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What if Men March for Moral Masculinity and Gender Equality?

Published with The Good Men Project

Picture this if you can. You’re at a night club. Music is pumping, people are dancing, laughing, bumping into one another. You see the waves of bodies through a filter of flashing lights and shadows. Somewhere in the middle of this purple and navy sea, you notice a group of people in a tight huddle. Looking closer, you see that there is a body in the middle of that huddle. You concentrate and through the pulse of the club hear the circle laughing, and through that, you hear someone in the middle saying, “No. No. No.” This confusing scene is sliding toward the stage like a school of fish, and you spot something—a shirt?—pulled up and out from the center. That makes your feet twitch, but no one nearby looks alarmed. No one is rushing to stop whatever is happening, so you wait, until the shuffling group reaches the stage. The body from the center is pushed up and out of the tight ring and through the bars of a cage. After a few moments, the person begins to dance and the group below cheers and claps. After a minute, maybe less, the dancer steps back into the sea, and the night rolls on.

Whatever you pictured, we’ll circle back.

In April 2020 I was hopeful that the pandemic would force society to reconsider gender roles and that a new model of masculinity might emerge. Though I remain committed to a better model, studies suggest that in some ways we are moving in the wrong direction. Recent data from UN Women reports that 7 in 10 women believe domestic violence has increased, and 3 in 5 see more sexual harassment in public. As we say in my house. Not good. Very bad.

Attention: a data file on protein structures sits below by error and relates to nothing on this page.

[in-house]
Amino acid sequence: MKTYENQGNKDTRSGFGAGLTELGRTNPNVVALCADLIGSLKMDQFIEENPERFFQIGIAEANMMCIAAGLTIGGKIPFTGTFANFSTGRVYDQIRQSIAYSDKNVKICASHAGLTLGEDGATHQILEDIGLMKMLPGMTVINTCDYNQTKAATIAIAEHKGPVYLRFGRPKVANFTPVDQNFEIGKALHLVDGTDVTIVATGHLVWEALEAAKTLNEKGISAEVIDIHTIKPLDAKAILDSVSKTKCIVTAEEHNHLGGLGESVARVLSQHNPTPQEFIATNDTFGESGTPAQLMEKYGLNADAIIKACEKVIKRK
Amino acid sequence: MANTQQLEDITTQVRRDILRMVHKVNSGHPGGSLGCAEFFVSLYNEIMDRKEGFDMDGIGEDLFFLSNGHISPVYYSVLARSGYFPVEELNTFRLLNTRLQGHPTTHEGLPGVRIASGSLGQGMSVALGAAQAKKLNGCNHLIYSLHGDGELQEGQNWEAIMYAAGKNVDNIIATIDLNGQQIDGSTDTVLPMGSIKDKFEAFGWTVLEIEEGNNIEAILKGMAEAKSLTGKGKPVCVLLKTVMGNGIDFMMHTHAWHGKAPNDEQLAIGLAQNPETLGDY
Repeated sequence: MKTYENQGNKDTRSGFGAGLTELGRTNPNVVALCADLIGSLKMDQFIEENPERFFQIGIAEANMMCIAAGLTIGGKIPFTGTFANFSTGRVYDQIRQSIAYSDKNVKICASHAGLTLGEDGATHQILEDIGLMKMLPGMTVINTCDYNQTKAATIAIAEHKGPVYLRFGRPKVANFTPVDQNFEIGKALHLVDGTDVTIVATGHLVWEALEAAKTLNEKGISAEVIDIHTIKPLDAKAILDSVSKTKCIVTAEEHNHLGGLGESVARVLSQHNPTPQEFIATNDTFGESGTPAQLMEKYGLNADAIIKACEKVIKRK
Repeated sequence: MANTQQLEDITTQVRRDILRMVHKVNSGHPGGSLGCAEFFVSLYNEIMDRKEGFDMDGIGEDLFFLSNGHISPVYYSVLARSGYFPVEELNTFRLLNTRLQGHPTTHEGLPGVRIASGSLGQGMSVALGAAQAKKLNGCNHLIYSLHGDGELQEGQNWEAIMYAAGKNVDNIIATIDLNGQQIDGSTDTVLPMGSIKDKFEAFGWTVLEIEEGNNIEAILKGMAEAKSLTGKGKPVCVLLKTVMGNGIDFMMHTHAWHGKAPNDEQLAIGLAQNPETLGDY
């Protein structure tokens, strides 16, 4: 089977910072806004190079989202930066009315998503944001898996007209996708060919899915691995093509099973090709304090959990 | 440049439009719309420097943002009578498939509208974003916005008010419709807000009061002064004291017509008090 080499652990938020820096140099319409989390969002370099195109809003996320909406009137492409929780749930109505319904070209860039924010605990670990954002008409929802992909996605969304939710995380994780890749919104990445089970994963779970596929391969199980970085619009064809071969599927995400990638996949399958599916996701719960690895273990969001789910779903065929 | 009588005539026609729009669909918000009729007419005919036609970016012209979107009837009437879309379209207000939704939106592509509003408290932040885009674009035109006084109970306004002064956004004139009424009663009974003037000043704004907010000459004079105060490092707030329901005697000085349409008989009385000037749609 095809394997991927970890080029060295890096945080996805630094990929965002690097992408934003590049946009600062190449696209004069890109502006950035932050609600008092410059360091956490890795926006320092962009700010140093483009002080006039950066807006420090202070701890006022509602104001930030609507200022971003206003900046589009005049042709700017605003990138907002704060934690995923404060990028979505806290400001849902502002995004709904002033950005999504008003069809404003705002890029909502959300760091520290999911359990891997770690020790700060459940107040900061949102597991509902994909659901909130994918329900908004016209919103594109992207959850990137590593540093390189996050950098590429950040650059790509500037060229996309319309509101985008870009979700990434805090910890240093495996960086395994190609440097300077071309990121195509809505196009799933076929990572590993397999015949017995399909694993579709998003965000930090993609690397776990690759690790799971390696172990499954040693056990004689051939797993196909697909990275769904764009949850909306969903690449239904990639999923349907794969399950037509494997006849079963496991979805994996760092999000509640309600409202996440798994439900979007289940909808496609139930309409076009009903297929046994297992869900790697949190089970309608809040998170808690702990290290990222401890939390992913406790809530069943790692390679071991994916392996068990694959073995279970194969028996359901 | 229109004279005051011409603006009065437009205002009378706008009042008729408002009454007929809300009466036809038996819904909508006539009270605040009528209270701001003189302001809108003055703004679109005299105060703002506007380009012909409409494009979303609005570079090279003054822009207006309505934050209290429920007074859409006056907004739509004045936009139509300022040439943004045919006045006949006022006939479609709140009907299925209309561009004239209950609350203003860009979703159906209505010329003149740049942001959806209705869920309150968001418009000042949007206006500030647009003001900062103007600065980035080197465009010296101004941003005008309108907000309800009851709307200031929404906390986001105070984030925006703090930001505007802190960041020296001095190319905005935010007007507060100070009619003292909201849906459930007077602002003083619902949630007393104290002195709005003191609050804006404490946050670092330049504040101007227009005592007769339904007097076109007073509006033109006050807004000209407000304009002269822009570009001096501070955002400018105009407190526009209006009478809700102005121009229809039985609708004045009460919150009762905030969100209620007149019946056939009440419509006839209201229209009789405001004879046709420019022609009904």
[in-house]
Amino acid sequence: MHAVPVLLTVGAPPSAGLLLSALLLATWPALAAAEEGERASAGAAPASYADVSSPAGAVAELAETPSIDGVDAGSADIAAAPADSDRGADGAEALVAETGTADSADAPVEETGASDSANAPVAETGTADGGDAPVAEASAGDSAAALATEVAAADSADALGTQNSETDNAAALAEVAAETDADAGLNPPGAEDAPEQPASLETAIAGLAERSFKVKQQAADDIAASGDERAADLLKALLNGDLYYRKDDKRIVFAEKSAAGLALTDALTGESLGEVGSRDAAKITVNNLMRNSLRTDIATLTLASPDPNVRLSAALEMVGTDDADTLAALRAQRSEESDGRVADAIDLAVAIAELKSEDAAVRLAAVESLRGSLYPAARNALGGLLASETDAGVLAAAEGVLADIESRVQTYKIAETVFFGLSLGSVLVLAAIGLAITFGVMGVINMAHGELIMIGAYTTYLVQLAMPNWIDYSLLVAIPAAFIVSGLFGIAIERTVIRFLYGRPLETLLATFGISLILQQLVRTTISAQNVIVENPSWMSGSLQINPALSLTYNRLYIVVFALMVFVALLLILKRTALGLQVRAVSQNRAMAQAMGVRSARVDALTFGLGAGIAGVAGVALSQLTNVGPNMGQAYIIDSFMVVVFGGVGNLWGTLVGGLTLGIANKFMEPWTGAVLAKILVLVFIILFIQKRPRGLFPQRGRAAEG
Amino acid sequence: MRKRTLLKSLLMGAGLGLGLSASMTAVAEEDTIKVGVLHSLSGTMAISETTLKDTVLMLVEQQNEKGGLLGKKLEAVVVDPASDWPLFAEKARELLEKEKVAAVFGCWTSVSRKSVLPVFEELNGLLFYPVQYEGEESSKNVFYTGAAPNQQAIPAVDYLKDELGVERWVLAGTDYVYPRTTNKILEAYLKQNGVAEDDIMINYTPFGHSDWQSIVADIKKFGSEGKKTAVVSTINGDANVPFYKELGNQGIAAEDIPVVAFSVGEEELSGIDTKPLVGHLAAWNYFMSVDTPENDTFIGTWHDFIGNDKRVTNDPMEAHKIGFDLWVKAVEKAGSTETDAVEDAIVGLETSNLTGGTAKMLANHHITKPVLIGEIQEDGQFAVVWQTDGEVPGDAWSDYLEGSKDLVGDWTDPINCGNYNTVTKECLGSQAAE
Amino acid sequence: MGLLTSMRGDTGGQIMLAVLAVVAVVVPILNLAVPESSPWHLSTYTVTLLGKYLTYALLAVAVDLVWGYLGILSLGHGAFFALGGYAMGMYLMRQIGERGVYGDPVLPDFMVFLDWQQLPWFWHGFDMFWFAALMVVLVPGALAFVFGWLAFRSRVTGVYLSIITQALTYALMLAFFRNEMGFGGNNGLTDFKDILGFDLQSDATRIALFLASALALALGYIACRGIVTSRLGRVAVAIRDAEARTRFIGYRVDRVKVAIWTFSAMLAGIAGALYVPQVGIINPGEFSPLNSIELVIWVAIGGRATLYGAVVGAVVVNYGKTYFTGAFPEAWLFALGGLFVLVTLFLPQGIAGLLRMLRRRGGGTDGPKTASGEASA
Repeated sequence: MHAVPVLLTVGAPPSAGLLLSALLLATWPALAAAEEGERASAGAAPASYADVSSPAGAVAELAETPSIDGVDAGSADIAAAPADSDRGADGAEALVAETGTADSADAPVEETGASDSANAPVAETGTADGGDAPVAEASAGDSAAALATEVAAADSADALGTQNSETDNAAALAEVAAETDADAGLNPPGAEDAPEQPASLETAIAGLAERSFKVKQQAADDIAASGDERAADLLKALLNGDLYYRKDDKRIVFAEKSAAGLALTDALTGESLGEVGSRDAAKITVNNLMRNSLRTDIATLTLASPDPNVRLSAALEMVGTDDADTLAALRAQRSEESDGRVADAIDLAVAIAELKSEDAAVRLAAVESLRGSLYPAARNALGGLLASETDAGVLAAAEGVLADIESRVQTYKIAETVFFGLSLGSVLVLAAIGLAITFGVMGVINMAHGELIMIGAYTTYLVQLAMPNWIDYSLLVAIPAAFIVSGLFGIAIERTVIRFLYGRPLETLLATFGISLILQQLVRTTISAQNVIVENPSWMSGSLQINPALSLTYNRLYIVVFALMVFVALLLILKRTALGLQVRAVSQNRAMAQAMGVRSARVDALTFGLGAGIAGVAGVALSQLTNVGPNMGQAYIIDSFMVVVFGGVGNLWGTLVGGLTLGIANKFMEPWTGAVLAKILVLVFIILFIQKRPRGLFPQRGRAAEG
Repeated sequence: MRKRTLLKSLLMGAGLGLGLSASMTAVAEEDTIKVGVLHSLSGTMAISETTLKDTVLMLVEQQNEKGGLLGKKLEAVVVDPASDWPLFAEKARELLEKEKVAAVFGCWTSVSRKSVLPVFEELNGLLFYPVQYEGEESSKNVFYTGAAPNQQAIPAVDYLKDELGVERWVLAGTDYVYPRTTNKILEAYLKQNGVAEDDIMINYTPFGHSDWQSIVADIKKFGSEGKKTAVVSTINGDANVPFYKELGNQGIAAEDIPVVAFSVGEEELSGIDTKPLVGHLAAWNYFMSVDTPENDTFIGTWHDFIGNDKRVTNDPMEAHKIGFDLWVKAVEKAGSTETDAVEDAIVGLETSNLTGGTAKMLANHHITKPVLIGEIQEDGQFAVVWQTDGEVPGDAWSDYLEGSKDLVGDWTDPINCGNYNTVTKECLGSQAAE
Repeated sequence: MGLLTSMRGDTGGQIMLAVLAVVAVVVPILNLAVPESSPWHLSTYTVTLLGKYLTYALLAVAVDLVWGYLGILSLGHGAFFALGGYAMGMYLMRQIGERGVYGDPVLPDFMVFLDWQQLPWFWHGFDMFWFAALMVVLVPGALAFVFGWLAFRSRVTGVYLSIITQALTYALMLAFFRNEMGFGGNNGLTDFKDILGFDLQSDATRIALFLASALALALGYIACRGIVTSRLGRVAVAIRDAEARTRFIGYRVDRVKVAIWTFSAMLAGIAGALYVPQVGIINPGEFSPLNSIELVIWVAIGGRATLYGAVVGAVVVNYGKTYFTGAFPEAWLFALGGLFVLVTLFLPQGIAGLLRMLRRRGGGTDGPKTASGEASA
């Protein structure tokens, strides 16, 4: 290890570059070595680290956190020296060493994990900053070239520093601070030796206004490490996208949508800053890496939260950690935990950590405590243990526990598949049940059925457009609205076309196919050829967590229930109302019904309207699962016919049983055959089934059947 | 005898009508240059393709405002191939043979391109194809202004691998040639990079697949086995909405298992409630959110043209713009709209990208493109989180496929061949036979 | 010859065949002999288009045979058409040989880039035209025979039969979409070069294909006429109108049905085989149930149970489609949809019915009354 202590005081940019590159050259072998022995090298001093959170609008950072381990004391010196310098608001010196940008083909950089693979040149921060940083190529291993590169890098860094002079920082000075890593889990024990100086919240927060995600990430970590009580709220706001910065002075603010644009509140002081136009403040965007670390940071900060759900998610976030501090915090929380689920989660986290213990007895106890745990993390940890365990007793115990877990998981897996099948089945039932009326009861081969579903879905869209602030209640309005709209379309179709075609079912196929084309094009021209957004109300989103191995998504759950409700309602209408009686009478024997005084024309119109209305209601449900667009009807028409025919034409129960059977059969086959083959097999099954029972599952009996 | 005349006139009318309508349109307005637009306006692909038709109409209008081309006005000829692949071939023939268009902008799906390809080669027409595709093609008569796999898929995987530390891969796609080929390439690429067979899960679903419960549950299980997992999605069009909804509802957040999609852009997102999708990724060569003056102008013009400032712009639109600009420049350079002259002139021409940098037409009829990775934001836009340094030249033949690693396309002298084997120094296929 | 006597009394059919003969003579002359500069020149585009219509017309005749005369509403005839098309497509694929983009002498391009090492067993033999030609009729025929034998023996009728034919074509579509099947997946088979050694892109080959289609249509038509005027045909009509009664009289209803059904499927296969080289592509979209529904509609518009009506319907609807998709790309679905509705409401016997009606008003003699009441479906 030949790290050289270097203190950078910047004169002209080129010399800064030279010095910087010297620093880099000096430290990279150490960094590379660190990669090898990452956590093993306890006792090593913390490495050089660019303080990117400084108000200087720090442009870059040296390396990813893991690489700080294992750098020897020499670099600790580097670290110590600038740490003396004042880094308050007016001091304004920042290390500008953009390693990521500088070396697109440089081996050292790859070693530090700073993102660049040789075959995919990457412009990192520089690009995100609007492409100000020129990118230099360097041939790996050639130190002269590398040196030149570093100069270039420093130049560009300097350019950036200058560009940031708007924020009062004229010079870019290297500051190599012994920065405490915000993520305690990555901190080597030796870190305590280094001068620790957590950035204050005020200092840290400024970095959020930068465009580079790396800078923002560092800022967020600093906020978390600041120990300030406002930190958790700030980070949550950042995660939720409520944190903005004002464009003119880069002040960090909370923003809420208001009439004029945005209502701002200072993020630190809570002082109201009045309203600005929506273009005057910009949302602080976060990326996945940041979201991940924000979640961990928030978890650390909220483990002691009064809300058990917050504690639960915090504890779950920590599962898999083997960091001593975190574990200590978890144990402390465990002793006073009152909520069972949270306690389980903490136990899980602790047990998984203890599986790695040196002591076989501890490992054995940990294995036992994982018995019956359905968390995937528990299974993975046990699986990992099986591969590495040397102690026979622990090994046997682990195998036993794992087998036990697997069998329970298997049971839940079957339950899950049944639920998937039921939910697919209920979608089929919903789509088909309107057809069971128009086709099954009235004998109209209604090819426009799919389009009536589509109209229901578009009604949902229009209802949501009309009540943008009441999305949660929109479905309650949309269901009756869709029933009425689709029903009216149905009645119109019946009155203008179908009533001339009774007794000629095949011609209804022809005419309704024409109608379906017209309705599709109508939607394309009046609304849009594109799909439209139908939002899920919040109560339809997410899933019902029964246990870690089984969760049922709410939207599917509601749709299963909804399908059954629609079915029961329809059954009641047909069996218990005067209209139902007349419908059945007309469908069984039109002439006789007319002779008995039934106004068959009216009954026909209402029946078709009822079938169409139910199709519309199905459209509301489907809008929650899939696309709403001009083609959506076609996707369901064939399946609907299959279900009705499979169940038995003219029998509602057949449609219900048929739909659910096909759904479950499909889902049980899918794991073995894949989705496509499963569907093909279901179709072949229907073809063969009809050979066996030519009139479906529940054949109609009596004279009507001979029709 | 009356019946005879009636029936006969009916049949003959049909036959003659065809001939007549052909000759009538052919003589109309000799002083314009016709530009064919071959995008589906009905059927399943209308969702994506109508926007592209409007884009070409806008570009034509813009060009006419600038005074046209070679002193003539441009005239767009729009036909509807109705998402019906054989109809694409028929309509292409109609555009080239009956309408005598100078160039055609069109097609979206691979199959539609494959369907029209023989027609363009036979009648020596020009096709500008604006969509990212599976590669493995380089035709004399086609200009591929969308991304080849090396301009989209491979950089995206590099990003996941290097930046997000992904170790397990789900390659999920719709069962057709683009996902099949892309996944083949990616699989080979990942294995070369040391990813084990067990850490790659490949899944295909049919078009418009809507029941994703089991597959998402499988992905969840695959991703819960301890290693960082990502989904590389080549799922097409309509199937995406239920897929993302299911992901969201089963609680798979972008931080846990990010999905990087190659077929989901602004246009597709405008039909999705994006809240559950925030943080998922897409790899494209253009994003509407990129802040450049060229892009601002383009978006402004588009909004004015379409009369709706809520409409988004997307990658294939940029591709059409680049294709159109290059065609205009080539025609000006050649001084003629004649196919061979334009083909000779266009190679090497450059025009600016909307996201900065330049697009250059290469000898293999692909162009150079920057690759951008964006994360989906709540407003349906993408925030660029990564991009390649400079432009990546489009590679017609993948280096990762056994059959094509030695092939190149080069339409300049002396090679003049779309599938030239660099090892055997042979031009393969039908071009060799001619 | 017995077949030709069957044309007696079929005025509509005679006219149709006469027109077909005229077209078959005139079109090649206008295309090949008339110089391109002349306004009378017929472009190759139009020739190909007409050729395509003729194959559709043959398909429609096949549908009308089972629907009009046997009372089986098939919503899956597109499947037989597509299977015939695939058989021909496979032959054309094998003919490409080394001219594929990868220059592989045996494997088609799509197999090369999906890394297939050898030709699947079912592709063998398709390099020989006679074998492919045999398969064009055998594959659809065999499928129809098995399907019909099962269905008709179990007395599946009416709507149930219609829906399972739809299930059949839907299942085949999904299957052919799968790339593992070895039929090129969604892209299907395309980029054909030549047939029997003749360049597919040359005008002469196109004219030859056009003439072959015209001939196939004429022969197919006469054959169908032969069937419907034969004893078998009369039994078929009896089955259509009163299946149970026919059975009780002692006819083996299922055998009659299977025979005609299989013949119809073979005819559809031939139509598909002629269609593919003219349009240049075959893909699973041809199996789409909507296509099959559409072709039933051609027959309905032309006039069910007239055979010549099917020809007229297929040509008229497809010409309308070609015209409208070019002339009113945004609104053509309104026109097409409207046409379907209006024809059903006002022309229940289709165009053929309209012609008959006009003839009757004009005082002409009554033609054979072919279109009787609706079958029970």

For any man who cares about the wellbeing of all people as well as the reputation of men, the documented increase in violence against women during the pandemic is heartbreaking. First, because of the devastating impact on victims, and also because men are too often the culprits. While COVID-19 mixed the world a malignant cocktail—and men were not the bartenders—we still must reckon with the numbers. If 1 in 4 women and 1 in 10 men experienced intimate partner violence before the pandemic, and if both of those ratios have increased, humans have a significant relationship problem, and women suffer the most.

By the numbers, more women are victims of intimate partner violence, and while not all partners are men, most are. Even before the pandemic, nearly half of female murder victims were killed by a current or former male intimate partner. It’s easy to blame men, by telling or buying the story that we are all abusive, toxic, misogynists, but that is false, harmful, and an oversimplification of the issues that men face. And while men are also often victimized by other men, sexually and other wise––87% of male victims of (completed or attempted) rape reported only male perpetrators––it’s also important to recognize that “about 1 in 3 men experience contact sexual violence, physical violence, and/or stalking by an intimate partner,” and “97% of men who experienced rape, physical violence, or stalking by an intimate partner had only female perpetrators.” Again, that’s a significant problem.

People need to treat people better, and gender equality needs to be co-ed struggle, one where men are partners rather than obstacles to progress. Without a doubt, men need to take accountability, stop bad behavior, advocate for the advancement of women, transform accepted masculinity. Gender norms and assumptions, however, continue to frustrate efforts.